The Psychology of Mathematics for Instruction

The Psychology of Mathematics for Instruction

The Psychology of Mathematics for Instruction

The Psychology of Mathematics for Instruction

Excerpt

This book is addressed to psychologists, educators, and mathematicians who are interested in the mental processes involved in learning mathematics. The book traces the history of psychologists' efforts to inform mathematics instruction, from the associationist work of Edward L. Thorndike to today's information-processing studies of mathematical thinking--with consideration of Gestalt, Piagetian, and various branches of American behavioral and cognitive psychology along the way. The book can thus be read as a history of psychologists' efforts to discover and explicate the nature of learning and thought processes in mathematics. But it is meant to be more than that. It is, above all, an effort to give shape and direction to an emerging branch of study concerned with how expert thought in mathematics proceeds, how that expertise develops, and how instruction can enhance the process of mathematics learning.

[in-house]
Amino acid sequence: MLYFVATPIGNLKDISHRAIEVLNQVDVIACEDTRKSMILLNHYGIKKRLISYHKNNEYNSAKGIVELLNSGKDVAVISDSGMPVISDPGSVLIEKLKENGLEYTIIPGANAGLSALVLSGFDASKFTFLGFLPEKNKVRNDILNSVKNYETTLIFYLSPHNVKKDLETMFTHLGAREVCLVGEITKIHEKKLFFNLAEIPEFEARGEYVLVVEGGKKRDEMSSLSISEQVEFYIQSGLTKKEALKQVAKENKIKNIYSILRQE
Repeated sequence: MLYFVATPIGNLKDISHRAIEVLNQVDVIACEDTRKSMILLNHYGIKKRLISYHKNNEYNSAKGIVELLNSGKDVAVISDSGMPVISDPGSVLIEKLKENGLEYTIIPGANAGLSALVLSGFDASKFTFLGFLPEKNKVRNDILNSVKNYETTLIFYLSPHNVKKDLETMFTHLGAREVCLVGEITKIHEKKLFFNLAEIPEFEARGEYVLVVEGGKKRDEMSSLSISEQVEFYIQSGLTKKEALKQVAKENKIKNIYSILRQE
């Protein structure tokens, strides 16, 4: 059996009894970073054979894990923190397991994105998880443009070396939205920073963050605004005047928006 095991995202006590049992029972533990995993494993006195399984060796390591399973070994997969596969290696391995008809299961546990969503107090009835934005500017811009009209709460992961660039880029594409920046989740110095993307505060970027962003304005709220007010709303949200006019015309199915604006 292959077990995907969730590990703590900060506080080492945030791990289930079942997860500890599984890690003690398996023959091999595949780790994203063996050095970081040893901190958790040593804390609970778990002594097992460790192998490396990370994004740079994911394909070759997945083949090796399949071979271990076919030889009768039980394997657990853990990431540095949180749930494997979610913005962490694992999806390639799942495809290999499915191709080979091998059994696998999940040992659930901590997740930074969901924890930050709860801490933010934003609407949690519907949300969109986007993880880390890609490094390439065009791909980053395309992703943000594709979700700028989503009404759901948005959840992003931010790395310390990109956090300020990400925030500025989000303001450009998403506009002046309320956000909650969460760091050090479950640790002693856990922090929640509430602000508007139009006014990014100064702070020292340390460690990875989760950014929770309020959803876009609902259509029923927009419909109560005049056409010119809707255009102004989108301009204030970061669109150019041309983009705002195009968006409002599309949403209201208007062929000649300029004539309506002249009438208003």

For many decades mathematicians and educators committed to improving the intellectual power of mathematics instruction were unable to find much of interest in the work of psychologists. This is not surprising, for psychologists--if they attended to mathematics at all--generally were attempting to make mathematical subject matter fit general laws of learning rather than trying to understand the processes of mathematical thought in particular. This is now changing. An emerging psychology of mathematics is focusing directly on the processes of mathematical thinking and on the ways in which people come to understand the structures of mathematics. This new line of investigation joins cognitive psychology's concern for the processes of thought with traditional learning psychology's interest in how new abilities are acquired. Increasingly it includes explicit attention to the role of instruction in the development of mathematical thinking. The groundwork is thus being laid for a theory of mathematics instruction rooted . . .

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